· Only 20% of people say they would trust AI to help them run their perfect Christmas Day
· Yet 84% are already planning on using AI-powered technologies this holiday season
New research from Accenture finds that artificial intelligence (AI) will play a role in Christmas for 84 per cent of people this year.
The survey of 2,000 people in the UK found almost two thirds (60 per cent) don’t realise they will be using AI. Just 24 per cent said they plan to use AI in some form over the holiday. The majority that already use the technology to keep Christmas running smoothly highlights the perception gap when it comes to people using AI in their everyday lives.
· 70 per cent will use AI-powered ecommerce platforms to do their festive shopping
· 67 per cent will use AI-powered music or video streaming services for their holiday entertainment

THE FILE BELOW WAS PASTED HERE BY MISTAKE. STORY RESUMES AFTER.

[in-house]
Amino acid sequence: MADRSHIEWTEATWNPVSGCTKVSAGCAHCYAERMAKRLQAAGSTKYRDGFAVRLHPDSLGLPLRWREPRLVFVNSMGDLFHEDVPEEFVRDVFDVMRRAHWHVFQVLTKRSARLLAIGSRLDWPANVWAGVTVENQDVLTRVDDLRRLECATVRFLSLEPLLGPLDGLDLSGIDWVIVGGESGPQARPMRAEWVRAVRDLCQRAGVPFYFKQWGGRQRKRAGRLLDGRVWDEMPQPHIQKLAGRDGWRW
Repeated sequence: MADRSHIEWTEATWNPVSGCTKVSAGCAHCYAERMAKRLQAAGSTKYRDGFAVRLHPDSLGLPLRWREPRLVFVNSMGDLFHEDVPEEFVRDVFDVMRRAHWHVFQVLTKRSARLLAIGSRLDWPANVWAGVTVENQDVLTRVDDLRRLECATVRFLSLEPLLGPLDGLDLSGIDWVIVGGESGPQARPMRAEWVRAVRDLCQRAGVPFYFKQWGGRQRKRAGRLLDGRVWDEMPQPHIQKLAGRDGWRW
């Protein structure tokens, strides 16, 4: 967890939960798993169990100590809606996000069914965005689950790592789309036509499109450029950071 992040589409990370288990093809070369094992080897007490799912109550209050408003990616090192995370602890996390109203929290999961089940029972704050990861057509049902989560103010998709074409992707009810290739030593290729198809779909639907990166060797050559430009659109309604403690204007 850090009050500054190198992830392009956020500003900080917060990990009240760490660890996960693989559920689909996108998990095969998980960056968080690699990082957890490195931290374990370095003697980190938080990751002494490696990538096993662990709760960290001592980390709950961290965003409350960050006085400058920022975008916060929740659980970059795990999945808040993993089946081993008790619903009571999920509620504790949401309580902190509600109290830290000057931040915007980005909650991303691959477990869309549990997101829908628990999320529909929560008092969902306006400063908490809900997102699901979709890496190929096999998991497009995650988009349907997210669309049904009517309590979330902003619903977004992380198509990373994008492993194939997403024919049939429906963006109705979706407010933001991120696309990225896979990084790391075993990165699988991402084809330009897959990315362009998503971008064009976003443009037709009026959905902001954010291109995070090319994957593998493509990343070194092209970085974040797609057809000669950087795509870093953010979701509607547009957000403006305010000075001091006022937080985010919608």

· 30 per cent will use AI to help them get home for Christmas, from smart cars to AI-powered travel apps
· 19 per cent will use voice assistants, whether that’s to contact friends and family, search for Christmas trivia, or check the snow forecast
Despite its growing role in our homes and holidays this year, there are still trust barriers to overcome. Only 20 per cent said they would trust AI to run their Christmas. Forty-six per cent of people are concerned about privacy and security, 31 per cent don’t think AI would do a good job, and 25 per cent are concerned that AI isn’t responsible or ethical.
Emma Kendrew, Artificial Intelligence Lead at Accenture Technology UK, said: “AI has become part of everyday life for many people, albeit often without them knowing what’s under the bonnet of their technology. However, trust issues still exist that are preventing some people using technology that has an AI label on it.
“AI takes some mundane chores off our hands and frees us up to focus on more important things – not just at Christmas but all year round. Part of bridging that trust gap is showing people the many benefits that AI can bring – and playing a prominent role in so many Christmas celebrations could do a lot to change perceptions.”